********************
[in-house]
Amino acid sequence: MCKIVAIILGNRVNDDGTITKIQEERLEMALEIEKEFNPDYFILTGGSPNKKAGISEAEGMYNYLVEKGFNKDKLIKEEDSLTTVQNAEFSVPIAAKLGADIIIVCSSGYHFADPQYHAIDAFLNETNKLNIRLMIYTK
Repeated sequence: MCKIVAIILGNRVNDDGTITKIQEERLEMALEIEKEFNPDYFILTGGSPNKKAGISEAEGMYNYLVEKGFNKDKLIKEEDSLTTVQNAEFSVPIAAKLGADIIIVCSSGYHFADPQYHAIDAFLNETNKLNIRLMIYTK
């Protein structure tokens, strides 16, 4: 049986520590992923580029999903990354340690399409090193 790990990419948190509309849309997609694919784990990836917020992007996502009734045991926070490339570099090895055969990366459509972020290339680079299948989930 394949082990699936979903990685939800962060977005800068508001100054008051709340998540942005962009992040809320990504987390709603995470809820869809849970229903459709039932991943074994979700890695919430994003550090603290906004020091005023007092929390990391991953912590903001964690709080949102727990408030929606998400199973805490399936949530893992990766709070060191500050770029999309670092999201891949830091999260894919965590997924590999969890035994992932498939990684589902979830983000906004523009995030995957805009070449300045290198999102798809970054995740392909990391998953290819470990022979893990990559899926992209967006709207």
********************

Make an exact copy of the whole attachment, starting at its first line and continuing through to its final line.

[in-house]
Amino acid sequence: MCKIVAIILGNRVNDDGTITKIQEERLEMALEIEKEFNPDYFILTGGSPNKKAGISEAEGMYNYLVEKGFNKDKLIKEEDSLTTVQNAEFSVPIAAKLGADIIIVCSSGYHFADPQYHAIDAFLNETNKLNIRLMIYTK
Repeated sequence: MCKIVAIILGNRVNDDGTITKIQEERLEMALEIEKEFNPDYFILTGGSPNKKAGISEAEGMYNYLVEKGFNKDKLIKEEDSLTTVQNAEFSVPIAAKLGADIIIVCSSGYHFADPQYHAIDAFLNETNKLNIRLMIYTK
């Protein structure tokens, strides 16, 4: 049986520590992923580029999903990354340690399409090193 790990990419948190509309849309997609694919784990990836917020992007996502009734045991926070490339570099090895055969990366459509972020290339680079299948989930 394949082990699936979903990685939800962060977005800068508001100054008051709340998540942005962009992040809320990504987390709603995470809820869809849970229903459709039932991943074994979700890695919430994003550090603290906004020091005023007092929390990391991953912590903001964690709080949102727990408030929606998400199973805490399936949530893992990766709070060191500050770029999309670092999201891949830091999260894919965590997924590999969890035994992932498939990684589902979830983000906004523009995030995957805009070449300045290198999102798809970054995740392909990391998953290819470990022979893990990559899926992209967006709207």